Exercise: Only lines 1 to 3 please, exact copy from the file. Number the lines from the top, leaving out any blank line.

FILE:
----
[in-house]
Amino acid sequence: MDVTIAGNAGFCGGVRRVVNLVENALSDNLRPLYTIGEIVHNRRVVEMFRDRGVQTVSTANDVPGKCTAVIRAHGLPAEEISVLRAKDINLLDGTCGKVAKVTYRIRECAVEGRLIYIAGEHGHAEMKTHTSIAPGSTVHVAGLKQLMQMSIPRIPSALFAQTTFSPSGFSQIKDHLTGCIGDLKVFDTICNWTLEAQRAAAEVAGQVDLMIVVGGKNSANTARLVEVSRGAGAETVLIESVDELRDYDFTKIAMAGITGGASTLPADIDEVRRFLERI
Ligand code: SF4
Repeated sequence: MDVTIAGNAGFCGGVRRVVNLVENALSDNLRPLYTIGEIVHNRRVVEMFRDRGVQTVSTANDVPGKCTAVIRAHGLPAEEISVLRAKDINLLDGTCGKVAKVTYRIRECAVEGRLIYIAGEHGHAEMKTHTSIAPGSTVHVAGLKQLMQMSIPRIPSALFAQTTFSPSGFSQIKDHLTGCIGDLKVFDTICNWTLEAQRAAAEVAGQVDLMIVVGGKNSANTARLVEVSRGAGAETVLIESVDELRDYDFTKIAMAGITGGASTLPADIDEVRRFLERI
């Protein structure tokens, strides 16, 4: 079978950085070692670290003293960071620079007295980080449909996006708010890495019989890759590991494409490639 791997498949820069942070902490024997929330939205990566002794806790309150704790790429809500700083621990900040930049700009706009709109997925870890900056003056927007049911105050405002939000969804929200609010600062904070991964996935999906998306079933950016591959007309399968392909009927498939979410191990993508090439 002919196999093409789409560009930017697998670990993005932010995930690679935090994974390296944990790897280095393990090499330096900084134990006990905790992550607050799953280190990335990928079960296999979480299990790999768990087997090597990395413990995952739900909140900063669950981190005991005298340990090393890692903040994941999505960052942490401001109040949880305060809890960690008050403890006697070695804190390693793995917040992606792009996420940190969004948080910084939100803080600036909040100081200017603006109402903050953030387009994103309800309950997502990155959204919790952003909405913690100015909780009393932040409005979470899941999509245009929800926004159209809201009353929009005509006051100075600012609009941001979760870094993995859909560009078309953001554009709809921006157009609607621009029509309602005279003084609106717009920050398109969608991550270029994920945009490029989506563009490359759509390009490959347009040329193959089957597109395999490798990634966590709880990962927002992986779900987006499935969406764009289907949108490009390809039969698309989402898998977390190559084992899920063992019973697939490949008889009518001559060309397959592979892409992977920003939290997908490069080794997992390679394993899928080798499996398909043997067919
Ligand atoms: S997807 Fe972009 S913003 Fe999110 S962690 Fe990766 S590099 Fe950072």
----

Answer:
[in-house]
Amino acid sequence: MDVTIAGNAGFCGGVRRVVNLVENALSDNLRPLYTIGEIVHNRRVVEMFRDRGVQTVSTANDVPGKCTAVIRAHGLPAEEISVLRAKDINLLDGTCGKVAKVTYRIRECAVEGRLIYIAGEHGHAEMKTHTSIAPGSTVHVAGLKQLMQMSIPRIPSALFAQTTFSPSGFSQIKDHLTGCIGDLKVFDTICNWTLEAQRAAAEVAGQVDLMIVVGGKNSANTARLVEVSRGAGAETVLIESVDELRDYDFTKIAMAGITGGASTLPADIDEVRRFLERI
Ligand code: SF4